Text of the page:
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We're keen on checking in with the folks at Disney Research from time to time to see what crazy projects its been working on. At SIGGRAPH Asia this week, the outfit is presenting recent work in crafting more detailed 3D-rendered eyes. In order to properly capture all the details needed to make thi

15 days ago 0 Comments
December 5, 2014 at 11:42PM
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Disney Research has found a way to preserve the awesome quality of high-dynamic range or HDR videos when they're shown on consumer-level TVs and displays. See, HDR videos can show shadows and light better than footage taken by conventional equipment can -- in fact, the setting's purpose is to reco

15 days ago 0 Comments
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More and more people are starting to record their daily lives, whether by traditional video cams or first-person live-loggers attached to glasses, headsets, necklaces or even handbags. Since a group of people (say, at a party) are bound to capture videos of the same event from multiple points of v

4 months ago 0 Comments
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Printing in three dimensions allows for a ton of really cool (and life-saving) stuff, but one area it apparently hasn't conquered just yet is realistically reproducing human hair. The masterminds at Disney Research think they have a solution for that conundrum. Instead of trying to capture individ

4 months ago 0 Comments
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Disney Research has had some neat ideas in the past (capacitive touch feedback for plants, as an example), but the lab's amped up the cute factor lately. Its newest project? Getting tiny, LED-adorned robots to illustrate things such as The Big Bang. Like a good deal of Mickey's science projects, t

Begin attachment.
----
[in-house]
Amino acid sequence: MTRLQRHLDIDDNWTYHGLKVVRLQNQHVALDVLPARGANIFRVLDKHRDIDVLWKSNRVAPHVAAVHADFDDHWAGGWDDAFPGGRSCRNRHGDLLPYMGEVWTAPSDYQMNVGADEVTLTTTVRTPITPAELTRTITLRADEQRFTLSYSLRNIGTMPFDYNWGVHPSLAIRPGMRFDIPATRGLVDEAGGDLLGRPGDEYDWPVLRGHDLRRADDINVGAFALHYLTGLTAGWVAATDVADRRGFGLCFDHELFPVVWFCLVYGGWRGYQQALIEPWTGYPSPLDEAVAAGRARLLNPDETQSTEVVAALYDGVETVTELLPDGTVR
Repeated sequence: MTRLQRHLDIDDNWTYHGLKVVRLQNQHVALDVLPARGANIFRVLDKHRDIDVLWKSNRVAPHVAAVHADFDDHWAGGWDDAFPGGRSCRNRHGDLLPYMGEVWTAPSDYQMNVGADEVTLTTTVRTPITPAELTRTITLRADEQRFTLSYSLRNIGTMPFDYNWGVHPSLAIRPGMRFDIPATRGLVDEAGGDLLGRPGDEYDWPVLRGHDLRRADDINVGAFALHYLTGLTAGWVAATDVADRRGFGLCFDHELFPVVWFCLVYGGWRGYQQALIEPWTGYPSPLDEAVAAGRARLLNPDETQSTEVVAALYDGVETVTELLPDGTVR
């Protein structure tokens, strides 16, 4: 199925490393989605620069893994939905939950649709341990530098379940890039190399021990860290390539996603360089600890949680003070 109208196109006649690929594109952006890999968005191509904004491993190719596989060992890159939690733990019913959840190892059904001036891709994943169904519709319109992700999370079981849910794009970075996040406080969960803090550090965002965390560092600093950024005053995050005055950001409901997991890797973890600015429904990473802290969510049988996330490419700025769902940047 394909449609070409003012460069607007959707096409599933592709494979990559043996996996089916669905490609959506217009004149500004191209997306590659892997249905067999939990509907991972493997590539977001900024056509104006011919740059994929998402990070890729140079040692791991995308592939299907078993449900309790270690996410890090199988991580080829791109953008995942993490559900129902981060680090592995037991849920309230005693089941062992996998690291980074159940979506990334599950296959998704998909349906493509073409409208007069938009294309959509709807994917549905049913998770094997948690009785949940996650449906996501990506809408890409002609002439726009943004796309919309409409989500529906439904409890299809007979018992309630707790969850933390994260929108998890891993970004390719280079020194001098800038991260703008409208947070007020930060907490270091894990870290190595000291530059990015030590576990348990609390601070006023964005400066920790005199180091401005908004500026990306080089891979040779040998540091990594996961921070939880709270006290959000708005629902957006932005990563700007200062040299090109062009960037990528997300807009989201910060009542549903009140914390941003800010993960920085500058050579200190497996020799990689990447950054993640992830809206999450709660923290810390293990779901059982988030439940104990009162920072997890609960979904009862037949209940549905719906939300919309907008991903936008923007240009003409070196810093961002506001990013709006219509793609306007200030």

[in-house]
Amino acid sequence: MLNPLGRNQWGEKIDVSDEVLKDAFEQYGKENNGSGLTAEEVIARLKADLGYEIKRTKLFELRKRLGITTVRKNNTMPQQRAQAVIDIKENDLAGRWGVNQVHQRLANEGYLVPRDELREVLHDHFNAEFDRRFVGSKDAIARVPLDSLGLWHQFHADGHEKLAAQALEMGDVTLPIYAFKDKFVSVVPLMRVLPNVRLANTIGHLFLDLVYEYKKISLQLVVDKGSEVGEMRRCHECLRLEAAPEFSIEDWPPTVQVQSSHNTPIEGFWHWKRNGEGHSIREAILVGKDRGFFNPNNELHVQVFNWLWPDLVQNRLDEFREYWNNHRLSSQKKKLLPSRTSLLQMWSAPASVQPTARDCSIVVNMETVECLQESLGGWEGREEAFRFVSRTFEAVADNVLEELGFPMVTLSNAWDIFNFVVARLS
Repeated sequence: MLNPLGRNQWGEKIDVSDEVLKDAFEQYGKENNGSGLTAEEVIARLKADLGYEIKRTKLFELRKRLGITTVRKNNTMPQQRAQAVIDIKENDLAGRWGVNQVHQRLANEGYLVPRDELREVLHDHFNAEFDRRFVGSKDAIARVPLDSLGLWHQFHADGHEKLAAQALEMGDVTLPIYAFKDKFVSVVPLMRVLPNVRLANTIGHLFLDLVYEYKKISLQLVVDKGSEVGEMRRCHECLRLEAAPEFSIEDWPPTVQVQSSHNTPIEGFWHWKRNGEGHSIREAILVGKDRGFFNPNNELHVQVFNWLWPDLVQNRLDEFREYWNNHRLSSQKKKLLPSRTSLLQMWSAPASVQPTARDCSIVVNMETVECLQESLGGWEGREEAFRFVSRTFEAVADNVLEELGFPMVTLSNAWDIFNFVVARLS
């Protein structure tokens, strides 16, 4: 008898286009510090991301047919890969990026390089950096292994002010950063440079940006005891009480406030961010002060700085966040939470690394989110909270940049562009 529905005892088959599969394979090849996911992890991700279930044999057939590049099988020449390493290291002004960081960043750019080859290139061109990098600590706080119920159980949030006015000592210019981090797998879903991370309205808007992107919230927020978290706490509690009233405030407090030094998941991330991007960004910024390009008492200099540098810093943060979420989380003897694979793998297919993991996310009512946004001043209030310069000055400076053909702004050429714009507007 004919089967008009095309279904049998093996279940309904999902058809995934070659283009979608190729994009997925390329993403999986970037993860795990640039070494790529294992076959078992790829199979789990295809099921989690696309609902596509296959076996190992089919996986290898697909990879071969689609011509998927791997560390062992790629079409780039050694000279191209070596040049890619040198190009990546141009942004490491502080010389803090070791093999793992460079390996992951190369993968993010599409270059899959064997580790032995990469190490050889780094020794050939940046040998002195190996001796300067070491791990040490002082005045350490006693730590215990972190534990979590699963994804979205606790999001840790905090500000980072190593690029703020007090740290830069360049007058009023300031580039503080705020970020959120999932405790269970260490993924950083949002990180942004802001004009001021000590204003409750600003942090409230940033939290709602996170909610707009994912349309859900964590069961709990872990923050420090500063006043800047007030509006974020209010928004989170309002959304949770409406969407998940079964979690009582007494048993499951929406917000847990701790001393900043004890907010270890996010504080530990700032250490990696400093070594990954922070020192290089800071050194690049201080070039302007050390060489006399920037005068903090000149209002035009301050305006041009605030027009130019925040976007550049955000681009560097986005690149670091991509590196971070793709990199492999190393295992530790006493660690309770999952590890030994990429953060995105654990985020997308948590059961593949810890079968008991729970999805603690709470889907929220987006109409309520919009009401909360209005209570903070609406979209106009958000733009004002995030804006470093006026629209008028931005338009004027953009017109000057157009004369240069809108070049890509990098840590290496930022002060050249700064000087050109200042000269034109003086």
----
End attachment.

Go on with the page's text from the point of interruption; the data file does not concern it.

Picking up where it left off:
7 months ago 0 Comments
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Google Glass owners have long had walking directions; as of an update rolling out today, they're getting mass transit directions as well. Commuters who've paired Glass with an Android phone can now see both the stops they'll need and the time it will take to reach their destination. While mass tra

1 year ago 0 Comments
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Disney Research is at it again. The arm of Walt's empire responsible for interactive house plants wants to add haptic feedback not to a seat cushion, but to thin air. Using a combination of 3D-printed components -- thank the MakerBots for those -- with five actuators and a gaggle of sensors, AIREA

1 year ago 0 Comments
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A group of engineers from Disney Research have crafted a new method to create interactive objects using 3D printers. Referred to as \"printed optics,\" the lure of this technology is the ability to transform inert 3D models into interactive subjects by embedding 3D printed light piping into an objec

2 years ago 0 Comments